Over the last couple of decades an ideological battle has raged over the political legacy and cultural symbolism of the “golden age” pirates who roamed the seas between the Caribbean Islands and the Indian Ocean from 1690 to 1725. They are depicted as romanticized villains on the one hand, and as genuine social rebels on the other. Life Under the Jolly Roger examines the political and cultural significance of these nomadic outlaws by relating historical accounts to a wide range of theoretical concepts–reaching from Marshall Sahlins and Pierre Clastres to Mao-Tse Tung and Eric J. Hobsbawm via Friedrich Nietzsche and Michel Foucault. The meanings of race, gender, sexuality and disability in golden age pirate communities are analyzed and contextualized, as are the pirates’ forms of organization, economy and ethics.
While providing an extensive catalog of scholarly references for the academic reader, this delightful and engaging study is directed at a wide audience and demands no other requirements than a love for pirates, daring theoretical speculation and passionate, yet respectful, inquiry.
“In the golden age of piracy thousands plied the seas in egalitarian and communal alternatives to the piratical age of gold. The last gasps of the hundreds who were hanged and the blood-curdling cries of the thousands traded as slaves inflated the speculative financial bubbles of empire putting an end to these Robin Hoods of the deep seas. In addition to history, Gabriel Kuhn’s radical piratology brings philosophy, ethnography, and cultural studies to the stark question of the time: which were the criminals—bankers and brokers or sailors and slaves? By so doing he supplies us with another case where the history isn’t dead, it’s not even past! Onwards to health-care by eye-patch, peg-leg, and hook!” –Peter Linebaugh, author of The London Hanged, co-author of The Many-Headed Hydra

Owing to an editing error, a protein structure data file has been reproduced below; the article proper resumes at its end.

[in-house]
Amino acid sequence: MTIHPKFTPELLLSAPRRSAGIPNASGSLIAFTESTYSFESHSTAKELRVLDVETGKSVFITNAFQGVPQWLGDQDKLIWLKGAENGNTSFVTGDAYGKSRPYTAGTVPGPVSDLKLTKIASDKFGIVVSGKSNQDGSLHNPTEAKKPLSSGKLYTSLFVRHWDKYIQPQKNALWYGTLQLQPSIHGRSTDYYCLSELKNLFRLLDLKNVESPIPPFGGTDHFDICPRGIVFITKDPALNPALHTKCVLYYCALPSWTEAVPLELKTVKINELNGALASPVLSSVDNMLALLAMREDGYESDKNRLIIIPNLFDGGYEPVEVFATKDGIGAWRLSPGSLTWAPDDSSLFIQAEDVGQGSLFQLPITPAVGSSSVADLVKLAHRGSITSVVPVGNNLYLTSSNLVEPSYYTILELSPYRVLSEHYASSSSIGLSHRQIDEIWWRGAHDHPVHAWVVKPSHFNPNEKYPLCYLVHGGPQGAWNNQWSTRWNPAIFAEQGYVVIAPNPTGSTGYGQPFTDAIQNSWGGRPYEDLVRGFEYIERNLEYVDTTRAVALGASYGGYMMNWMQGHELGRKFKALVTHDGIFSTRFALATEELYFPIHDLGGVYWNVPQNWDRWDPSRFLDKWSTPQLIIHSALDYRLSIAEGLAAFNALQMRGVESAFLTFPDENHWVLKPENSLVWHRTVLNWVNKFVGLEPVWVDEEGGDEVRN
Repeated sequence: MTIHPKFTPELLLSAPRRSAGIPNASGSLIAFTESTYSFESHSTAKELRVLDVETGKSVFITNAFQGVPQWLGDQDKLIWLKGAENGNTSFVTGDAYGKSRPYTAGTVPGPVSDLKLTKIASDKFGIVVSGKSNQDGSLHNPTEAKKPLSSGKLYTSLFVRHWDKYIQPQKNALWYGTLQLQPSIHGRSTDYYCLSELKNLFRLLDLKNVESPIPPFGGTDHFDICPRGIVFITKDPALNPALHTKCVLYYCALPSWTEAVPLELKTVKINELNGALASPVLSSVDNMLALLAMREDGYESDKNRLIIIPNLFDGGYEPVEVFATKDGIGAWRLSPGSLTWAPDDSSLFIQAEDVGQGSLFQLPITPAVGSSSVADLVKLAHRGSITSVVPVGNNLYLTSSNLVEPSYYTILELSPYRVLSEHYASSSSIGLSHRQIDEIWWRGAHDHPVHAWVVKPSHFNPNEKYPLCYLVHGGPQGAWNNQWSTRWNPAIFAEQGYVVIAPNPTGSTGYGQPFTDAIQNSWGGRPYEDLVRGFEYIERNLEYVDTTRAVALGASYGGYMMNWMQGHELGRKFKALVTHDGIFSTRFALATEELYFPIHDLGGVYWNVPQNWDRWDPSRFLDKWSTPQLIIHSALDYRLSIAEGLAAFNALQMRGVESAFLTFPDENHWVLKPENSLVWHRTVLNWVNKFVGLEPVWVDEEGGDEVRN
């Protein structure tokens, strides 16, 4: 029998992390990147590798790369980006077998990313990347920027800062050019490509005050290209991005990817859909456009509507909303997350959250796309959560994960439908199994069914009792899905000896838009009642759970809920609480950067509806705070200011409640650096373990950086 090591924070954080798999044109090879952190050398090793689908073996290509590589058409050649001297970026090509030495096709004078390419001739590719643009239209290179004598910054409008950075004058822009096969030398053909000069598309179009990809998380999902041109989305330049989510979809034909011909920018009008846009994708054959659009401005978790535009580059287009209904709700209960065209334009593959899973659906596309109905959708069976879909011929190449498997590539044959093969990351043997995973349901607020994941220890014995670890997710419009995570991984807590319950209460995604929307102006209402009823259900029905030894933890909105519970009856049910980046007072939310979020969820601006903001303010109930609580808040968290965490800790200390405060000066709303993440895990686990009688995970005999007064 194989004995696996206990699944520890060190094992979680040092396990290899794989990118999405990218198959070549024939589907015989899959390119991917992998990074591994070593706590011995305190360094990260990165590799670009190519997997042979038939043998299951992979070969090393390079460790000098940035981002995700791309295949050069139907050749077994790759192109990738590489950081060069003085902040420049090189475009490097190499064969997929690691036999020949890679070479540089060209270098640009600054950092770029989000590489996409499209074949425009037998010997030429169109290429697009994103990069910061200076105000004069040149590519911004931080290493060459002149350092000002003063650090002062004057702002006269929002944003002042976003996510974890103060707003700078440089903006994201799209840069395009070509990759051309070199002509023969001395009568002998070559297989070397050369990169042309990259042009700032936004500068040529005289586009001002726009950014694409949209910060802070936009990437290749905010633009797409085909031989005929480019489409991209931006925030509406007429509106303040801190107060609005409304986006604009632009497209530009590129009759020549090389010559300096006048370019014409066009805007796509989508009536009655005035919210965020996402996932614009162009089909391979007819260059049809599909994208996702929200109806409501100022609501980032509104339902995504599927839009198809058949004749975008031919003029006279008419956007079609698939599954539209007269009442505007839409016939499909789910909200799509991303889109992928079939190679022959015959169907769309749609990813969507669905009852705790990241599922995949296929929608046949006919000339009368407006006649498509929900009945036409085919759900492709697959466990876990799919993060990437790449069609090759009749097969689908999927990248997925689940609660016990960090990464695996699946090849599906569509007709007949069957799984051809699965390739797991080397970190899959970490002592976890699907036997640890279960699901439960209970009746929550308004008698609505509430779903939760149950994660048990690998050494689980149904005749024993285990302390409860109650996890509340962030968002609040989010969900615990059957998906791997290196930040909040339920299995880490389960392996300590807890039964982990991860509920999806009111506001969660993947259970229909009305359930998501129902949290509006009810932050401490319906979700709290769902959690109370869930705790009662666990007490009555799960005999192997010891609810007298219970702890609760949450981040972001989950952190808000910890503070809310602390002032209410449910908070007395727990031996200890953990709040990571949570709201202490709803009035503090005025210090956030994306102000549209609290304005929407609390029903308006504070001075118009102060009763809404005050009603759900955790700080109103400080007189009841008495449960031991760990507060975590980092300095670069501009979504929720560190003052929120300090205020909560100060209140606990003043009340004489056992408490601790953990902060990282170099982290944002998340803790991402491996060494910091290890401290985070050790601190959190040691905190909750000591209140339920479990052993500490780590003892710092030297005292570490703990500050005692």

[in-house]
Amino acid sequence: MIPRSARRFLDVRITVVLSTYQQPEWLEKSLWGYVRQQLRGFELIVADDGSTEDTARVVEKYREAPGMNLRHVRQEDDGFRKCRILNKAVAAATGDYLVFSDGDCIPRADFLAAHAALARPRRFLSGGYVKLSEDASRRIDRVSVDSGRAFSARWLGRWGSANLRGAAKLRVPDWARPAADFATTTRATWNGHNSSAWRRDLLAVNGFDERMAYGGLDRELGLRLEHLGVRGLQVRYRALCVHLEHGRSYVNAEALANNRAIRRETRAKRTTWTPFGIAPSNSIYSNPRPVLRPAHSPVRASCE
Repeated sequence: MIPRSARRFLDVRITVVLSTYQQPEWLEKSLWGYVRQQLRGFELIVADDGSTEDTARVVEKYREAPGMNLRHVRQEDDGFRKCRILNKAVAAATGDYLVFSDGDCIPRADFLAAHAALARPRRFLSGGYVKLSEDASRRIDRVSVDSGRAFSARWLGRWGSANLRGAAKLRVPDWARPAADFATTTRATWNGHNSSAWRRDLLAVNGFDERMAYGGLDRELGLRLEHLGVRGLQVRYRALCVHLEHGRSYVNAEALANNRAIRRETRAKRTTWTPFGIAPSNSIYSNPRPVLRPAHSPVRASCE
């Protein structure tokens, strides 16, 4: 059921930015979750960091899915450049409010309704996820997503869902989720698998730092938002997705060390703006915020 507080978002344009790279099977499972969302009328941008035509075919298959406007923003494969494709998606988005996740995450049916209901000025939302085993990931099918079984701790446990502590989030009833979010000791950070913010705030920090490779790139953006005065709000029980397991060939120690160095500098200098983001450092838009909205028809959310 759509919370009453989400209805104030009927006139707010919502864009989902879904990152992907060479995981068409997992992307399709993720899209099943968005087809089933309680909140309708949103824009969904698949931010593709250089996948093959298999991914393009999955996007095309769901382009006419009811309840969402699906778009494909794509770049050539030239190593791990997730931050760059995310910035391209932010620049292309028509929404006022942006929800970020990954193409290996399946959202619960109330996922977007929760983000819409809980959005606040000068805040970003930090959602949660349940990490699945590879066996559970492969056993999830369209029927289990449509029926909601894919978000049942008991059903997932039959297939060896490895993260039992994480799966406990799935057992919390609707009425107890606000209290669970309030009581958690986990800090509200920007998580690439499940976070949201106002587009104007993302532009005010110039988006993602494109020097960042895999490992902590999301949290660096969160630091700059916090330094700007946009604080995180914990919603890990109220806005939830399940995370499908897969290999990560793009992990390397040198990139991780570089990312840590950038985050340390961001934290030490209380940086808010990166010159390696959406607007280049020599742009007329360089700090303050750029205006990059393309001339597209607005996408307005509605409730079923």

“Life Under the Jolly Roger will appeal to anyone interested in pirates and radical practice. It brings the golden age of piracy to life and shows us the link to contemporary radical politics. I recommend this book to those who identify with pirates and seek a well-reasoned analysis of their legacy.” –Luis A. Fernandez, author of Policing Dissent
“Piracy is as relevant in today’s world as it ever was, and if you want to understand why it happens and what it really means, this is the book to start with. While modern-day robber barons give pirating a bad name, this important book restores the balance through a lively and provocative narrative. Definitely one to read, and to treasure!” –Randall Amster, professor of Peace Studies at Prescott College, Arizona
“It is rare to find a book that is not only entertaining, but broadens your knowledge as well. More rare even, a book that not only enhances your knowledge but also your perspective: this is the first time the subject of pirates has been analyzed using such a variety of theories, each of which lets you see history and its stories from a different angle. Even if you think you could never be interested in the history of pirates, take a look at this book and you will be.” –Nora Räthzel, professor of Sociology at the University of Umeå, Sweden
About the Author:
Gabriel Kuhn (born in Innsbruck, Austria, 1972) lives as an independent author and translator in Stockholm, Sweden. He received a Ph.D. in philosophy from the University of Innsbruck in 1996. His publications in German include the award-winning ‘Neuer Anarchismus’ in den USA: Seattle und die Folgen (2008). His publications with PM Press include Life Under the Jolly Roger: Reflections on Golden Age Piracy (2010), Sober Living for the Revolution: Hardcore Punk, Straight Edge, and Radical Politics (editor, 2010), Gustav Landauer: Revolution and Other Writings (editor/translator, 2010), Erich Mühsam: Liberating Society from the State and Other Writings (editor/translator, 2011) and Soccer vs. the State: Tackling Football and Radical Politics (2011).
Author: Gabriel Kuhn
Published by PM Press
Pub Date: December 2009
Page Count: 272 pages
Size: 9 by 6
Subjects: History, Sociology
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